Price elasticity of demand (PED or Ed or Ep)
Price elasticity of demand is defined as a measure which shows the responsiveness or elasticity of the quantity demanded of a good or services to a change in price, ceteris paribus (Other things being constant). More precisely, it is the ratio of the percentage change in quantity demanded in response to a 1% change in price.
Ep = Percentage Change in Quantity Demanded / Percentage Change in Price
∆P=Change in price
∆Q=Change in quantity demanded
Types/Degrees of Price Elasticity of demand
1. Perfectly elastic demand (Ep=∞)
When a small change in the price of a commodity causes a major change in its demand then it is said to be perfectly elastic demand. A small fall in price increases to infinity and a negligible rise in price decreases demand drastically in this type of elasticity. It is rarely found in practical life.
In the above figure, P1D represents a perfectly elastic demand curve which is parallel to the x-axis. It shows that at price OP1 quantity demanded may be OQ1, OQ2, or OQ3.
2. Perfectly inelastic demand (Ep=0)
When a certain change in price does not affect the quantity demanded of a commodity, then the demand curve is said to be perfectly inelastic. E.g. necessary goods like salt medicine etc.
In the above figure, Q1D is perfectly inelastic demand. It is parallel to the y-axis. It shows that at price OP1, OP2, OP3, the quantity demanded remains unchanged. I.e.OQ1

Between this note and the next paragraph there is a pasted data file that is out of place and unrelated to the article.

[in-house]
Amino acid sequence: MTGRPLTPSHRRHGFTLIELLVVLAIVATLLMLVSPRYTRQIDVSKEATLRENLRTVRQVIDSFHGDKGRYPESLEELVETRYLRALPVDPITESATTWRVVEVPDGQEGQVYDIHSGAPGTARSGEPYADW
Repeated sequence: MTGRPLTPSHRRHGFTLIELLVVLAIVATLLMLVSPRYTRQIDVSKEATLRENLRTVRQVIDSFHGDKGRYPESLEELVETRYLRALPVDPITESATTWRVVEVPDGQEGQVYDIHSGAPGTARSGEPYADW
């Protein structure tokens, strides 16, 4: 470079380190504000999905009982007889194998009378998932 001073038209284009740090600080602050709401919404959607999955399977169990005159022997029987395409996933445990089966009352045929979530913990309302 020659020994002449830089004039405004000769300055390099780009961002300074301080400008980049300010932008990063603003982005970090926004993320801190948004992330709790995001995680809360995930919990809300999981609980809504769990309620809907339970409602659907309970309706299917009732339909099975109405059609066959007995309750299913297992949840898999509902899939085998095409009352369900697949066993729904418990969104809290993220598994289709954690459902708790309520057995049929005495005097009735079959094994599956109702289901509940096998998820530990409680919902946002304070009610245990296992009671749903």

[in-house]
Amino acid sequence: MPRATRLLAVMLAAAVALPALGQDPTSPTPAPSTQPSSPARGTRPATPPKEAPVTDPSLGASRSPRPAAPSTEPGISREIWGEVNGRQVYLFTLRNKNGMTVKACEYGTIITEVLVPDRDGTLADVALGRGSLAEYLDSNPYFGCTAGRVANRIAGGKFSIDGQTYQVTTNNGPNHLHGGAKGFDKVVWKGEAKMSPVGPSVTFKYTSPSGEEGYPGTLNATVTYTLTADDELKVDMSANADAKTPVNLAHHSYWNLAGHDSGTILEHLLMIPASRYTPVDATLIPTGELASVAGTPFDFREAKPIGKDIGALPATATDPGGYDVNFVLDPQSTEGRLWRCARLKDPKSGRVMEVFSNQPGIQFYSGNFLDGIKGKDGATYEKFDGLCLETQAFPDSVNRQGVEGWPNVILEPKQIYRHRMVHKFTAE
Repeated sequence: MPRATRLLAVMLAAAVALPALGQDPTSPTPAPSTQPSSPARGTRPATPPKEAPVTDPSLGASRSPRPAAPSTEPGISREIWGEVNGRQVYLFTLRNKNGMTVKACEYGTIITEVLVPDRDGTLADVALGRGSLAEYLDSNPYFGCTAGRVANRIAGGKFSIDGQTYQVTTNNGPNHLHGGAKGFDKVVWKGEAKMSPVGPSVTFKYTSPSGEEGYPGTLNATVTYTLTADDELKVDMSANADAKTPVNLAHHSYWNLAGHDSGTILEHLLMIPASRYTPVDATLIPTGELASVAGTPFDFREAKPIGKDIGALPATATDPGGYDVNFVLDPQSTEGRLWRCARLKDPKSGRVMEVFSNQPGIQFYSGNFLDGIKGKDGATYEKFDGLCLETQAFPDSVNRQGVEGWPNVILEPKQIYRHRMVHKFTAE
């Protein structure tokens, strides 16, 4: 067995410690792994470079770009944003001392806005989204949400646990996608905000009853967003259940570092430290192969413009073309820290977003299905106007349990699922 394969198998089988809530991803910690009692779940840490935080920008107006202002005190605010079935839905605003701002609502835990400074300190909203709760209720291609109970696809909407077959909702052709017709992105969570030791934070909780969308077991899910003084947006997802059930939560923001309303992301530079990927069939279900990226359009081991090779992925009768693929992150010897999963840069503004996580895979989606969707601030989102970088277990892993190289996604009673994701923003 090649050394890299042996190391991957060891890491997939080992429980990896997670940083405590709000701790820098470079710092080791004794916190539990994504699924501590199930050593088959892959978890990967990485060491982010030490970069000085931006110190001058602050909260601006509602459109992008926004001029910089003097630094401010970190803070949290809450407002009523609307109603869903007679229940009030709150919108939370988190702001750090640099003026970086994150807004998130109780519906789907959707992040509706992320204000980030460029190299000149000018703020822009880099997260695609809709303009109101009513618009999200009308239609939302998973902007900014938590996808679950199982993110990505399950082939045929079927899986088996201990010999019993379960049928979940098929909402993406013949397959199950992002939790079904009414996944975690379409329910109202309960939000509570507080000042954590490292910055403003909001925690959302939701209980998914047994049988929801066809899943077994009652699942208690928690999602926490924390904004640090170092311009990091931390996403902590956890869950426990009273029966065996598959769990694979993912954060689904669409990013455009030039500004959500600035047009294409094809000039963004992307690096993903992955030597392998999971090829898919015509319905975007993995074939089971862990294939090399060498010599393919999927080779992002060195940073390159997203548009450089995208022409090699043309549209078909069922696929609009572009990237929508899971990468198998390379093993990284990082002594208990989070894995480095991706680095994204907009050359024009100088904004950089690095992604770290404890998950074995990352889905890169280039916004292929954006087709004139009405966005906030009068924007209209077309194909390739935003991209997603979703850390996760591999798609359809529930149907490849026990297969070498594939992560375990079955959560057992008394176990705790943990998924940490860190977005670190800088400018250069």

3. Unitary elastic demand (Ep=1)
If the percentage change in demand is equal to the percentage change in the price of goods, then the demand is known as unitary elastic demand, e.g. when price increases by 10%, then demand also decreases by 10%.
In the above figure price and quantity are shown along y-axis and x-axis respectively. DD represents the demand curve which is unitary elastic. I.e. equal to 1
4. Relatively elastic demand (Ep>1)
If the change in quantity demanded is greater than the change in price, then the demand is said to be relatively elastic. E.g. luxurious goods like LED, cars, mobiles, etc.
In the above figure price and quantity are shown along y-axis and x-axis respectively. When price changes from P1 to P2 then, quantity demanded changes from Q1 to Q2 but by a greater proportion than price. The demand curve DD is relatively elastic. I.e. Ep > 1.
5. Relatively inelastic demand (Ep<1)
If the quantity demanded changes in less proportion or less percentage than the percentage change in price, then it is the case of relatively inelastic demand. Here, the absolute value of price elasticity of demand is always less than 1.
In the above figure price and quantity are shown along y-axis and x-axis respectively. When price changes from P1 to P2 then, quantity demanded also changes from Q1 to Q2 but by less proportion than price. The demand curve DD is relatively inelastic. I.e. Ep < 1.